3. Track Progress
    You’ll get regular updates on project funding and construction progress, including a final certificate of completion.
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Meet the Team

Lifewater field staff walk alongside each family in all our program regions with persistence, humility, and courage.

Tabisa

Nasirumbi

Sanitation and Hygiene Officer

Dorothy

Kwasherura

Sanitation and Hygiene Officer

Joseph

Balikowa

Sanitation & Hygiene Officer

Lucy

Asimo

Cashier

Paul

Gabula

Driver and Logistics Assistant

Vincent

Amaza

WASH Technician

Nicholas

Agaba

Sanitation and Hygiene Coordinator

David

Mugoya

Driver & Logistics Assistant

Catherine

Namusisi

Sanitation and Hygiene Officer

Fred

Batuli

Sanitation & Hygiene Officer

David

Azoora

Area Program Manager

Yesu

Afaayo

Accounts Assistant

Joan

Kawala

Sanitation and Hygiene Officer

Lawrance

Mukidi

Jr. WASH Technician

Xavier

Mbonye

Procurement and Logistics Officer

Alex

Mbaguta, MA

Uganda Country Director

Read Bio >

Peninah

Natukunda

Accounts Assistant

Doreen

Nakacwa

Office Assistant

Ackline

Ainembabazi

Sanitation and Hygiene Officer

Vincent

Amaza

WASH Technician

Martha

Atukwase

Sanitation and Hygiene Officer

Joyce

Sabano

Sanitation & Hygiene Officer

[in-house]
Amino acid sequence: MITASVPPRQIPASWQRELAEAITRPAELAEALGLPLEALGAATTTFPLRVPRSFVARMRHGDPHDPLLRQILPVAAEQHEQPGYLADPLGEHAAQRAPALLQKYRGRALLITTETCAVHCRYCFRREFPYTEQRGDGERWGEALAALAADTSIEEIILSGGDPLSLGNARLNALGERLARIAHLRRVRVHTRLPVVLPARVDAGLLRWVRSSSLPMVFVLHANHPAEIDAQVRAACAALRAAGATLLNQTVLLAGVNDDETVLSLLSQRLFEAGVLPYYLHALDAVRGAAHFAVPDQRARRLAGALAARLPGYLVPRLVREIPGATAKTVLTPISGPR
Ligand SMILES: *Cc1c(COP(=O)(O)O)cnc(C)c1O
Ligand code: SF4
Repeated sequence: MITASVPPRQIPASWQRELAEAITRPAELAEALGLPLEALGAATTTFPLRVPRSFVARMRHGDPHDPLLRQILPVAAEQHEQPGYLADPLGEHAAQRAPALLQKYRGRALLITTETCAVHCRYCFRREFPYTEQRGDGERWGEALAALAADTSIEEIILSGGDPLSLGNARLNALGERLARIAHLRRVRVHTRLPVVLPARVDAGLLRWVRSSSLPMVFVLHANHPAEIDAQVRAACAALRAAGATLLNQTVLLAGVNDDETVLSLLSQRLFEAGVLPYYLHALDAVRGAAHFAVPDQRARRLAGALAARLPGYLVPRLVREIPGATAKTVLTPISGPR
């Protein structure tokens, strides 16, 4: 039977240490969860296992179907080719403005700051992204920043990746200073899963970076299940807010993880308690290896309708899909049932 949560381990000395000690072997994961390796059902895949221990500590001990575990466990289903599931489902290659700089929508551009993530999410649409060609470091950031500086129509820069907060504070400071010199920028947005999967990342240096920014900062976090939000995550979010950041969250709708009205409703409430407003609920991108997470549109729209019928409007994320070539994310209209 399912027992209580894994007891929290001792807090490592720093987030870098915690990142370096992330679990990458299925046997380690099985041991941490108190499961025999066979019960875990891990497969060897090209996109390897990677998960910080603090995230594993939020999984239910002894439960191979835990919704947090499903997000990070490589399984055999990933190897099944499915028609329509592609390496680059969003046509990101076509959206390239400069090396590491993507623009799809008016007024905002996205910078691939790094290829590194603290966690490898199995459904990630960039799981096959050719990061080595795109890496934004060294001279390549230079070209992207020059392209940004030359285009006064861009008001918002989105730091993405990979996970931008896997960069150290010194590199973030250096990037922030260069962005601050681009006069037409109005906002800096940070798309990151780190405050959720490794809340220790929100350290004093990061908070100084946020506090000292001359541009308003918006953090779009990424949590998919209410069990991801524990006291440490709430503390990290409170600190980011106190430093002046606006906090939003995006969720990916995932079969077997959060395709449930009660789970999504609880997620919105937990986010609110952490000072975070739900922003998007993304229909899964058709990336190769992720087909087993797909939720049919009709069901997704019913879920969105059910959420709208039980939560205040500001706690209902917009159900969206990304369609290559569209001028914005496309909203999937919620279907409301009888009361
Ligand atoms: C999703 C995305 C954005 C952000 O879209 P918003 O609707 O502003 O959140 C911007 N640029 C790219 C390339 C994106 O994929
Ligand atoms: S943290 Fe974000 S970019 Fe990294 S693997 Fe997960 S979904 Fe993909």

Rose

Apolot

Sanitation and Hygiene Officer

Calvin

Babyenda

Accounts Assistant

Grace

Orishaba

Area Program Manager, Kaliro, Uganda

Read Bio >

Sprinter

Mukebezi

WASH Technician

Charles

Emegu

Junior WASH Technician

Judith

Mpumwire

Sanitation and Hygiene Officer

Catherine

Apio

Area Program Manager, Mayuge, Uganda

Read Bio >

Joseph

Kagezi

Sanitation & Hygiene Officer

Persis

Nabirye

Sanitation and Hygiene Officer

Thomas

Kawuzi

Sanitation and Hygiene Officer

Philemon

Mubiru

Sanitation & Hygiene Officer

Emmanual

Kasajja

Sanitation and Hygiene Officer

Juliet

Mugoya

Cashier

Peter

Batambuze

Sanitation and Hygiene Officer

Mercy

Agaba

Sanitation and Hygiene Officer

Deo

Kanyankole

Sanitation and Hygiene Officer

Margaret

Mbabazi

Cashier

Jenipher

Nankya

Sanitation & Hygiene Officer

Show More Team Members

All gifts are tax deductible to the full extent allowed by law. Contributions are solicited with the understanding that Lifewater has complete control over the use of all donated funds. Our Board-approved policy is that all gifts designated for a specific project be applied to that project, with up to ten percent used for administrative and fundraising expenses. Occasionally we receive more contributions for a given project than can be wisely applied to that project. When that happens, we use these funds to meet a similar pressing need.